Traveller. Nomad. Bridal Couturier

“It is better to travel well than to arrive.” – Buddha

 Like black, her favourite colour, Abigail Pamei Nongrum is a proud believer in infinite possibilities. The colour, she says, is versatile; it reflects in her career as well. Her Khasi and Naga roots – her parents are doctors – have shaped her fashion aesthetics. And her life has been a roller coaster ride of being in transit, wings on her feet.

She grew up away from Shillong for 18 years, studying in Hebron International School, a British boarding school in Ooty from the age of 12. She went on to complete her engineering in Sydney, Australia and worked as an engineer, before coming back home. Soon, she found herself in Bangkok, working with UN Women through sports, followed by a short stint as an international sport development consultant in Toronto. 

Back in her hometown, Abigail now runs the Kaizun Bed and Breakfast, owns her bridal boutique, Kaizun Couture and has started the unique healthy salad bowl concept in the form of Tzai Buddha Bowls. Sunday Shillong had an engaging conversation on her life, worldview and what makes her tick.

At Home with People

Her love for travel stands out. She said how her early experiences allowed growing up in a very multicultural world. Each time Abigail came back to Shillong, she felt like a tourist with people asking her when she would go back. She said how she does not feel at home in places; rather home is with people.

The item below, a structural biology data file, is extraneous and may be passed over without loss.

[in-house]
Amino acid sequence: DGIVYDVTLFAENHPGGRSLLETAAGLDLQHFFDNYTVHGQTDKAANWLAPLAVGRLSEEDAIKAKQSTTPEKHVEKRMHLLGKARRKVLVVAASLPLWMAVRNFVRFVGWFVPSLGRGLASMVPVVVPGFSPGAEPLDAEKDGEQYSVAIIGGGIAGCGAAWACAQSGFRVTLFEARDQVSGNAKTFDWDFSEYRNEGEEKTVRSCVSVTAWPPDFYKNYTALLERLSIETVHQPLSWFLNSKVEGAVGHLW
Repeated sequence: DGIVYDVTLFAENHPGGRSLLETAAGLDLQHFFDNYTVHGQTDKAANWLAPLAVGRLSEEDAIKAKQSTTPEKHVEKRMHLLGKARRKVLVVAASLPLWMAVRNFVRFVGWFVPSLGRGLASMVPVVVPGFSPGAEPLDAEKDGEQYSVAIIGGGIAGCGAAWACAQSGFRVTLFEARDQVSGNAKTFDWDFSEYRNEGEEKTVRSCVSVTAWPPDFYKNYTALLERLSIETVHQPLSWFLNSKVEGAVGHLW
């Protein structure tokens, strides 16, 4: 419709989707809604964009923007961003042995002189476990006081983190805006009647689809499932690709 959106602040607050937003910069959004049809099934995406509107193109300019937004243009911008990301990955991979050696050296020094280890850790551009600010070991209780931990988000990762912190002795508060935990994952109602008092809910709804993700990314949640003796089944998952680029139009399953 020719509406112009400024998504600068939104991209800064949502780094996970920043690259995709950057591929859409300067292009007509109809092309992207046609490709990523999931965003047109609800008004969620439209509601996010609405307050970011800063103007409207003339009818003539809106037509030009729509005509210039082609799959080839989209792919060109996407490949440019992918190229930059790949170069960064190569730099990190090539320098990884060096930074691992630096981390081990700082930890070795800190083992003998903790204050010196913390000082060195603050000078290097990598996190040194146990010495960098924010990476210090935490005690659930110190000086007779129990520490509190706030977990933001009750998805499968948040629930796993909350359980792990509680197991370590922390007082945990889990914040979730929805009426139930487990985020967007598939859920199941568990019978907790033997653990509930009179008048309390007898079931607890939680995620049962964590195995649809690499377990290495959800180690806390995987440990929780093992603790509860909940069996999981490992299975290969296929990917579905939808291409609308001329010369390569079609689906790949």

Coming back home always felt temporary – one that allowed a sense of detachment. On her cultural heritage, she takes her identity in her stride. Being a nomad has allowed her to delve deeper into her roots, adding how she regards herself as a Pamei and a Nongrum, rather than having just one identity. She stresses on the importance of being a ‘global’ citizen, in-between worlds.

Finding her Voice

Being one of the top students definitely helped, giving her a sense of freedom to not conform. It was expected that she would become a doctor, but she always wanted to pursue fashion. She reminisced how the field was not regarded to be a ‘safe’ path; the perception that art has no guarantee of a secure life. She says, “The general idea of fashion is limited to stitching clothes, but it is much more than that.” She chose engineering and even though her love for science remained, she wanted to do something else.

“When I was working, I realised I could not sit in front of the computer all day. Needed people around me as I had a creative desire,” Abigail says, insisting her generation is all about following passion rather than being secure. A knee surgery gave her the time to think about what she really wanted to do. A vacation led to meeting her friend whose company was hiring and she worked for UN Women. Once again, she shifted gears to a completely different field, this time in Bangkok. Starting out, she worked as a Social Responsibility Director and worked under the president in Olympic sports. Later, she branched out and campaigned for UN Women, using sports as a tool for empowerment and writing songs. Music is her other passion. The experience in Toronto was for six months. 

At this point, her parents wanted her back and she realised that this gave her the opportunity to work for her family and build her own legacy, rather than work for someone else. Abigail spoke of her love for change and gaining new experiences. Her friends would ask her how she would fit in and she told them that she had no desire to – that she would be herself.